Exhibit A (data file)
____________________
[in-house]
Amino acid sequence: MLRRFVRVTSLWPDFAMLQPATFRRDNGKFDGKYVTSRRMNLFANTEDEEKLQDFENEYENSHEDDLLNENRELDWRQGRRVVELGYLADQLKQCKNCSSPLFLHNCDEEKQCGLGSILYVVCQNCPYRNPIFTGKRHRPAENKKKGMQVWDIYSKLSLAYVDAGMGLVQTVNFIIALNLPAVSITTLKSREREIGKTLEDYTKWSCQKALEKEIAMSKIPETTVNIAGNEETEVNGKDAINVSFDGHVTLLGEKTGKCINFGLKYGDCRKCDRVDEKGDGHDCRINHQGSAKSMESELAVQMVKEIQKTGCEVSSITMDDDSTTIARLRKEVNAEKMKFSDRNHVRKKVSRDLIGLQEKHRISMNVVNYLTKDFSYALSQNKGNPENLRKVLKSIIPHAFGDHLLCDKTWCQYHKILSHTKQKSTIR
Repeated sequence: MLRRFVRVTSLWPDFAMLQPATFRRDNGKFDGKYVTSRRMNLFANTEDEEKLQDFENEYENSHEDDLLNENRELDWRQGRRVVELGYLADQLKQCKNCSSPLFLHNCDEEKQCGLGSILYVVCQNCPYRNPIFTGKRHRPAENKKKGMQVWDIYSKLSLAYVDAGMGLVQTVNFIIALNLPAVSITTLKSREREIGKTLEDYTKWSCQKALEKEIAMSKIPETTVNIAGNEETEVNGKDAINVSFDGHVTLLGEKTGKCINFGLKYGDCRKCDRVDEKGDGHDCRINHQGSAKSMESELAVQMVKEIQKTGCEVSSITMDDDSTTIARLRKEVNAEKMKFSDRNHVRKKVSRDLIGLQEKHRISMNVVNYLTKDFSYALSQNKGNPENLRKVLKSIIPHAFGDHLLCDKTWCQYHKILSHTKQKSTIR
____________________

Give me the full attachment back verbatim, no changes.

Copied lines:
[in-house]
Amino acid sequence: MLRRFVRVTSLWPDFAMLQPATFRRDNGKFDGKYVTSRRMNLFANTEDEEKLQDFENEYENSHEDDLLNENRELDWRQGRRVVELGYLADQLKQCKNCSSPLFLHNCDEEKQCGLGSILYVVCQNCPYRNPIFTGKRHRPAENKKKGMQVWDIYSKLSLAYVDAGMGLVQTVNFIIALNLPAVSITTLKSREREIGKTLEDYTKWSCQKALEKEIAMSKIPETTVNIAGNEETEVNGKDAINVSFDGHVTLLGEKTGKCINFGLKYGDCRKCDRVDEKGDGHDCRINHQGSAKSMESELAVQMVKEIQKTGCEVSSITMDDDSTTIARLRKEVNAEKMKFSDRNHVRKKVSRDLIGLQEKHRISMNVVNYLTKDFSYALSQNKGNPENLRKVLKSIIPHAFGDHLLCDKTWCQYHKILSHTKQKSTIR
Repeated sequence: MLRRFVRVTSLWPDFAMLQPATFRRDNGKFDGKYVTSRRMNLFANTEDEEKLQDFENEYENSHEDDLLNENRELDWRQGRRVVELGYLADQLKQCKNCSSPLFLHNCDEEKQCGLGSILYVVCQNCPYRNPIFTGKRHRPAENKKKGMQVWDIYSKLSLAYVDAGMGLVQTVNFIIALNLPAVSITTLKSREREIGKTLEDYTKWSCQKALEKEIAMSKIPETTVNIAGNEETEVNGKDAINVSFDGHVTLLGEKTGKCINFGLKYGDCRKCDRVDEKGDGHDCRINHQGSAKSMESELAVQMVKEIQKTGCEVSSITMDDDSTTIARLRKEVNAEKMKFSDRNHVRKKVSRDLIGLQEKHRISMNVVNYLTKDFSYALSQNKGNPENLRKVLKSIIPHAFGDHLLCDKTWCQYHKILSHTKQKSTIR